Youthful revolutionaries hang on in Egypt's Tahrir

Protesters demonstrate as traffic returns to Tahrir Square, in Cairo, Egypt. Egypt's military is taking down the makeshift tents of protesters who camped out on Tahrir Square in an effort to allow traffic and normal life to return to central Cairo. There were a few verbal altercations between soldiers and protesters Sunday morning as the tents were removed, but the process was generally peaceful. (AP)

A core group of Egyptian protesters vowed on Sunday to stay in Cairo's Tahrir Square, without obstructing traffic, to press demands for change.

"The revolution is continuing. Its demands have not been met yet," Mahmoud Nassar, an activist of the "Youth of the Jan. 25 Revolution", told a news conference.

"The sit-in and protests are in constant activity until the demands are met. All are invited to join," Nassar said.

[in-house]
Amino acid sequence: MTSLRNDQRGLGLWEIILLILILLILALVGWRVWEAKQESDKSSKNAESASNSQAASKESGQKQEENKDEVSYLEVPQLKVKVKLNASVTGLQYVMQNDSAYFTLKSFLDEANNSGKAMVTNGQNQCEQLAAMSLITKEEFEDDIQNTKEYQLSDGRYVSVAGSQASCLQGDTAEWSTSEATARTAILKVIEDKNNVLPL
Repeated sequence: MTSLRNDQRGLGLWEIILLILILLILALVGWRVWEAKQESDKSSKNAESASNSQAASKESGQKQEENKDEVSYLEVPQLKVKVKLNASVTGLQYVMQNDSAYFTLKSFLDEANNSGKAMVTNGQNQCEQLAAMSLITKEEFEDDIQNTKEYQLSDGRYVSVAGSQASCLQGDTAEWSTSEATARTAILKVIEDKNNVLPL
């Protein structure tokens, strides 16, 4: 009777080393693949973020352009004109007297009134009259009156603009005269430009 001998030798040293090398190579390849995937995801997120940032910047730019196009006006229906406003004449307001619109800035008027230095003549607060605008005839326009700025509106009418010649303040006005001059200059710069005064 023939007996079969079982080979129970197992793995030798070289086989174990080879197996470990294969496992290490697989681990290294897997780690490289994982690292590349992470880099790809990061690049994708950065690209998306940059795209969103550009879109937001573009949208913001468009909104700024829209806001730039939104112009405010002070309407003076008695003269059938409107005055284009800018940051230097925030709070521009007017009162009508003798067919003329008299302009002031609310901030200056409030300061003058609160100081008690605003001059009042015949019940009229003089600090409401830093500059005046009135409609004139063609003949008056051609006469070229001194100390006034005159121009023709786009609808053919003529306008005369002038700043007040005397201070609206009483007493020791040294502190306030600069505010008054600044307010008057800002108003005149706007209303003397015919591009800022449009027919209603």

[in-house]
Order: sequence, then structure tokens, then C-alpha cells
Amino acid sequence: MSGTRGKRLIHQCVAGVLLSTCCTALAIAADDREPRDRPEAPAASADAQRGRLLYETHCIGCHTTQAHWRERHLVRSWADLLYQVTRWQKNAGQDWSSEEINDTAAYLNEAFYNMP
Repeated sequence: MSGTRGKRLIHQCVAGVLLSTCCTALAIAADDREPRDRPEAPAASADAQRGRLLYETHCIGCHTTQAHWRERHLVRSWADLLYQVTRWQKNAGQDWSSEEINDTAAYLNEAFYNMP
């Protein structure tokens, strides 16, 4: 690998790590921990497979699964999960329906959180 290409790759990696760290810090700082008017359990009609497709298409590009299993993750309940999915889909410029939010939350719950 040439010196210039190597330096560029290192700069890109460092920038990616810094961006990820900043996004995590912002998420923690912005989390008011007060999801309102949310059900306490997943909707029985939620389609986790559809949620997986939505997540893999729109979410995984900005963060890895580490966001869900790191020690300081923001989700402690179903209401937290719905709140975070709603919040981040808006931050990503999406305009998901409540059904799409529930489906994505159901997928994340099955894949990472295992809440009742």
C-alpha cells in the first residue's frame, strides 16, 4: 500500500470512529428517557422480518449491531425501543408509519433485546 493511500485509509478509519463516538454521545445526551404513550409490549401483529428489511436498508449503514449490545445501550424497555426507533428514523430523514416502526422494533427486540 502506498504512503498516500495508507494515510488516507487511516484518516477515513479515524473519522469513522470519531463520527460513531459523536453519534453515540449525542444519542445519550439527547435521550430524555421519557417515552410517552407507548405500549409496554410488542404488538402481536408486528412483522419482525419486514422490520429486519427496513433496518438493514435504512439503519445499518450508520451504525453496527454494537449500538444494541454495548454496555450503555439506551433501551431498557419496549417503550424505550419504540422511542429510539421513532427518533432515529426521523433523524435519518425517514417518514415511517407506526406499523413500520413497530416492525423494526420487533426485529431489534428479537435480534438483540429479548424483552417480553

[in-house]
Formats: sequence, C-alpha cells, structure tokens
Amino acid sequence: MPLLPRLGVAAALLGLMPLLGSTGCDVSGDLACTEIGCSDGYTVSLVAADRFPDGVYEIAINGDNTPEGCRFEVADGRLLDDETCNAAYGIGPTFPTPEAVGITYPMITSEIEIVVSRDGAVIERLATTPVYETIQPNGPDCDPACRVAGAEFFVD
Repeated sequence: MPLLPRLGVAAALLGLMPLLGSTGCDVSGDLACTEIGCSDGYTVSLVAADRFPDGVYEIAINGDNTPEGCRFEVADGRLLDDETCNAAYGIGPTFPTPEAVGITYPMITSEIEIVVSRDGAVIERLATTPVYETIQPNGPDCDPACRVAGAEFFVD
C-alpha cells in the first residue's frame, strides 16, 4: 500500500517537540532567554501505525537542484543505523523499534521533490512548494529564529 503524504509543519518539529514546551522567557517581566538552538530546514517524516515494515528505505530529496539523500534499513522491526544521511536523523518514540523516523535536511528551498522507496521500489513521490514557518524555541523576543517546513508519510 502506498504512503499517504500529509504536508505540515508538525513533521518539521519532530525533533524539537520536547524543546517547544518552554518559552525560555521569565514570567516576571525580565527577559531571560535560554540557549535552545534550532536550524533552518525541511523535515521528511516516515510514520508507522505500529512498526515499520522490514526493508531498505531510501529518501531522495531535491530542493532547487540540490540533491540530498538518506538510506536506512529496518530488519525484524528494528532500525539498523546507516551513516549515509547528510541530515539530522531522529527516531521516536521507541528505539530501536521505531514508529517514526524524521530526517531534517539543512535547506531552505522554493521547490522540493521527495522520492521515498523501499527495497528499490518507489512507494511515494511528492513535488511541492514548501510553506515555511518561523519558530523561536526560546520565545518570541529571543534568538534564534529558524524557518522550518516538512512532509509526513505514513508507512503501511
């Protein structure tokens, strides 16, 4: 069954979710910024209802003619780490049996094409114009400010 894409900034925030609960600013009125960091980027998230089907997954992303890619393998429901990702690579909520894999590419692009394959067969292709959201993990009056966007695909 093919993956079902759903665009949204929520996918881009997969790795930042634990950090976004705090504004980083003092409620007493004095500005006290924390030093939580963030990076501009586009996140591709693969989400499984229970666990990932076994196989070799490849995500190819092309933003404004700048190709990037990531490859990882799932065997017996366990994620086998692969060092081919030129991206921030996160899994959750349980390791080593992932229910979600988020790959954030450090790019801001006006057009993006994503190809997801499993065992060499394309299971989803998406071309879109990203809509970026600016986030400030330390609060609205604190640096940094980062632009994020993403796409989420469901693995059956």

He was speaking after troops, some wielding sticks, pushed aside protesters overnight to reopen the square to traffic. 

Some demonstrators took down tents put up in the square, epicentre of the protests that toppled President Hosni Mubarak on Friday after 18 days of unrest and 30 years of his autocratic rule. Troops removed others.

Nassar said his group demanded the immediate release of all political prisoners, the abolition of a dissent-crushing state of emergency in force since 1981, dissolution of parliament and local councils, and the formation of a national government.

The group, which says it has no links to political parties, said the army had detained 42 protesters overnight and five more on Sunday. "We want to know the fate of these prisoners who have been taken by army," said Yahya Saqr, another group member.

Protesters advocating a continuation of the demonstrations in Tahrir have been countered by others who want normal life to resume to give the military time to fulfil its promises to set Egypt on course for civilian rule and parliamentary democracy.

"We are for open sit-ins in Tahrir without obstructing traffic," Yahya Saqr, another core activist said at the conference.

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